Tu'bal-cain (Heb. Tu'bal Ka'yin, תּוּבִל קִיַן, apparently of foreign etymology; Sept. ὁ θοβέλ; Vulg. Tubal cain), the son of Lamech the Cainite by his wife Zillah (Ge 4:22). B.C. cir. 3700. He is called "a furbisher of every cutting instrument of copper and iron." The Jewish legend of later times associates him with his father's song. "Lamech was blind," says the story as told by Rashi, "and Tubal-cain was leading him; and he saw Cain, and he appeared to him like a wild beast, so he told his father to draw his bow, and he slew him. And when he knew that it was Cain his ancestor, he smote his hands together and struck his son between them. So he slew him, and his wives withdraw from him and he conciliates them." In this story Tubal-cain is the "young man" of the song. Rashi apparently considers the name of Tubal- cain as an appellative, for he makes him director of the works of Cain for making weapons of war, and connects "Tubal" with תִּבֵּל, tabbel, to season, and so to prepare skillfully. He appears, moreover, to have pointed it תּוֹבֵל tobel, which seems to have been the reading of the Sept. and Josephus. According to the writer last mentioned (Ant. 1, 2, 2), Tubal- cain was distinguished for his prodigious strength and his success in war.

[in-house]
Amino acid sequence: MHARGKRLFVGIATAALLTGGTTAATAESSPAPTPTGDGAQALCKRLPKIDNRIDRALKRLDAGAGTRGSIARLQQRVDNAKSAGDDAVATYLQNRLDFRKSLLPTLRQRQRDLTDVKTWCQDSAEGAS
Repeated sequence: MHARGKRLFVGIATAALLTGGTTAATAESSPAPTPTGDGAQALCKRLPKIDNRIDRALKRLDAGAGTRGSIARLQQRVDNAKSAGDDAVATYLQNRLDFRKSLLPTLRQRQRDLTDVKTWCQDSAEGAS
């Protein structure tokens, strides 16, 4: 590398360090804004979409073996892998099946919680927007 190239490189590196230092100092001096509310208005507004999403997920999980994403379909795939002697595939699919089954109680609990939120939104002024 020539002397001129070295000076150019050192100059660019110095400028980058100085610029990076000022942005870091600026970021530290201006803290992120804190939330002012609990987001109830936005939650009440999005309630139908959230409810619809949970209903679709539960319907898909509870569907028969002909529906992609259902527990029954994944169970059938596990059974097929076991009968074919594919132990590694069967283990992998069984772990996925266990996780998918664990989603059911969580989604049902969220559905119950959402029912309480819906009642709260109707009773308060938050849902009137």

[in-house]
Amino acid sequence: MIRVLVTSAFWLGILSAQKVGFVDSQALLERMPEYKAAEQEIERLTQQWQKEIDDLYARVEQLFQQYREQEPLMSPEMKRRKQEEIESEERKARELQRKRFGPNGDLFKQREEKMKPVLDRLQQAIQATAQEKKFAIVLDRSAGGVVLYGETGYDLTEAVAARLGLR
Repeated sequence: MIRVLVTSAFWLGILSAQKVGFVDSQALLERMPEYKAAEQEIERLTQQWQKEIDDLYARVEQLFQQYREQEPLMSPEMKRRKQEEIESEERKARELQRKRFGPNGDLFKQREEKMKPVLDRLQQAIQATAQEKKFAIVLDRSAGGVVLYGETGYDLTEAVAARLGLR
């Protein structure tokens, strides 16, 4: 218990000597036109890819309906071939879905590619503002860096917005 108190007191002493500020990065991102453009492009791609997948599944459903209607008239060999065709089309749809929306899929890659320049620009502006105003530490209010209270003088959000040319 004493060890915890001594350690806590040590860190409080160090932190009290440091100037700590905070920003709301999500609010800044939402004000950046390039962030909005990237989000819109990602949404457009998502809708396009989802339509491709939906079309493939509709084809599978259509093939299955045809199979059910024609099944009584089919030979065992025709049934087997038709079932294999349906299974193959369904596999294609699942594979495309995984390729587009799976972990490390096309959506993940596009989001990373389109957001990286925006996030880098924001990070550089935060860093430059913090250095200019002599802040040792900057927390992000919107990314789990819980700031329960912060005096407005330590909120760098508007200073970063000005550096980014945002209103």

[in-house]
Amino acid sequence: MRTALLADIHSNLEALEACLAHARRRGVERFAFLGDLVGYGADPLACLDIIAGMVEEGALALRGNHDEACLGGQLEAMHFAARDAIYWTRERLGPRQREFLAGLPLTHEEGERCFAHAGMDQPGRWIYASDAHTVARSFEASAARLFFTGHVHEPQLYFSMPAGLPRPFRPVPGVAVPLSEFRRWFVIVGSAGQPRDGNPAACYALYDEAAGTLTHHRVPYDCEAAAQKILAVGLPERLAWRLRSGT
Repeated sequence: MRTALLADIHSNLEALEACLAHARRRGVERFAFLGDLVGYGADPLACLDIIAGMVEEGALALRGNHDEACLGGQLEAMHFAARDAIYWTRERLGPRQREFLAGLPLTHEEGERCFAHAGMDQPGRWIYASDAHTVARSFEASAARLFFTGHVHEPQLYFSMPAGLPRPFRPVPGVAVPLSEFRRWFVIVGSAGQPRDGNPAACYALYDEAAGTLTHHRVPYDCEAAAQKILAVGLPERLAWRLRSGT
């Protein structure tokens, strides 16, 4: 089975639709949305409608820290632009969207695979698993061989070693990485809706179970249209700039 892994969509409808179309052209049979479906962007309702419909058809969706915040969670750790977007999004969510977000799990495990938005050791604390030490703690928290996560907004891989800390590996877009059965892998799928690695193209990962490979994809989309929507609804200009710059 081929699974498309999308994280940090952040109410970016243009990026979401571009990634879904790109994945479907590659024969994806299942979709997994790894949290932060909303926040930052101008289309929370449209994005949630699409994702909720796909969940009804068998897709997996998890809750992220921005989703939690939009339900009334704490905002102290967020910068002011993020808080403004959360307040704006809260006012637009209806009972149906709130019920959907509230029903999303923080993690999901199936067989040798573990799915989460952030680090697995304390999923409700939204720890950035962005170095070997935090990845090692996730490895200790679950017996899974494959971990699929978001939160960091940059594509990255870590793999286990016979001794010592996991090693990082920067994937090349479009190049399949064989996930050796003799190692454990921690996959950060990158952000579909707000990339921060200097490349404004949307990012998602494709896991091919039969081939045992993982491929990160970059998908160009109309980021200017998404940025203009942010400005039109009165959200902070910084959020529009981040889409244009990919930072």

The derivation of the name is extremely obscure. Hasse (Entdeckungen, 2, 37, quoted by Knobel on Ge 4:22) identifies Tubal-cain with Vulcan; and Buttmann (Mythol. 1, 164) not only compares these names, but adds to the comparison the Τελχῖνες of Rhodes, the first workers in copper and iron (Strabo, 14:654), and Dwalinn, the daemon smith of the Scandinavian mythology. Gesenius proposed to consider it a hybrid word, compounded of the Pers. tupal, iron slag, or scoria, and the Arab. kain, a smith; but this etymology is more than doubtful. The Scythian race Tubal, who were coppersmiths (Eze 27:13), naturally suggest themselves in connection with Tubal-cain.